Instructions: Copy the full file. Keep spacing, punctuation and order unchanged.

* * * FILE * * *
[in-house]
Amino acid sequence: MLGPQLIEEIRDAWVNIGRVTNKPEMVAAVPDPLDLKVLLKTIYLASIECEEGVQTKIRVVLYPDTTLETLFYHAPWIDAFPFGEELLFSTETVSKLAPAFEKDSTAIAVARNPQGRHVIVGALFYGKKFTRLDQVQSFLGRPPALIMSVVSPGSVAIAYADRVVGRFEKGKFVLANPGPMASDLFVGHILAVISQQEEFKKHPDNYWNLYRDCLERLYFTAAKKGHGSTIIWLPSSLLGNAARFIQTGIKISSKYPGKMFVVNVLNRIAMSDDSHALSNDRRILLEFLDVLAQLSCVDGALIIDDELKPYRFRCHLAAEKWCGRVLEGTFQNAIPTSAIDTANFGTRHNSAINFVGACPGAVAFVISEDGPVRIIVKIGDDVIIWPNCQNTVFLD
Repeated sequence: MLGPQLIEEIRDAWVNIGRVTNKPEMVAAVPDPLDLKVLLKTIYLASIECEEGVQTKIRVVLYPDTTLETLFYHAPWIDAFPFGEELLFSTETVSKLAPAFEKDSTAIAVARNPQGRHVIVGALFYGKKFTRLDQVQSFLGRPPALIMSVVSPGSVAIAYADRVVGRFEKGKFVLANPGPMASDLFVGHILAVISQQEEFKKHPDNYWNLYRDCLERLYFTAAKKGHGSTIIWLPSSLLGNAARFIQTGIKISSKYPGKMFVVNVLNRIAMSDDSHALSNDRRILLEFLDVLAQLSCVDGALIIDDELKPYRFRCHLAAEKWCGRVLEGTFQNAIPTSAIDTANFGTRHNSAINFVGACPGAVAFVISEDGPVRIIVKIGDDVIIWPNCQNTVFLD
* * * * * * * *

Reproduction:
[in-house]
Amino acid sequence: MLGPQLIEEIRDAWVNIGRVTNKPEMVAAVPDPLDLKVLLKTIYLASIECEEGVQTKIRVVLYPDTTLETLFYHAPWIDAFPFGEELLFSTETVSKLAPAFEKDSTAIAVARNPQGRHVIVGALFYGKKFTRLDQVQSFLGRPPALIMSVVSPGSVAIAYADRVVGRFEKGKFVLANPGPMASDLFVGHILAVISQQEEFKKHPDNYWNLYRDCLERLYFTAAKKGHGSTIIWLPSSLLGNAARFIQTGIKISSKYPGKMFVVNVLNRIAMSDDSHALSNDRRILLEFLDVLAQLSCVDGALIIDDELKPYRFRCHLAAEKWCGRVLEGTFQNAIPTSAIDTANFGTRHNSAINFVGACPGAVAFVISEDGPVRIIVKIGDDVIIWPNCQNTVFLD
Repeated sequence: MLGPQLIEEIRDAWVNIGRVTNKPEMVAAVPDPLDLKVLLKTIYLASIECEEGVQTKIRVVLYPDTTLETLFYHAPWIDAFPFGEELLFSTETVSKLAPAFEKDSTAIAVARNPQGRHVIVGALFYGKKFTRLDQVQSFLGRPPALIMSVVSPGSVAIAYADRVVGRFEKGKFVLANPGPMASDLFVGHILAVISQQEEFKKHPDNYWNLYRDCLERLYFTAAKKGHGSTIIWLPSSLLGNAARFIQTGIKISSKYPGKMFVVNVLNRIAMSDDSHALSNDRRILLEFLDVLAQLSCVDGALIIDDELKPYRFRCHLAAEKWCGRVLEGTFQNAIPTSAIDTANFGTRHNSAINFVGACPGAVAFVISEDGPVRIIVKIGDDVIIWPNCQNTVFLD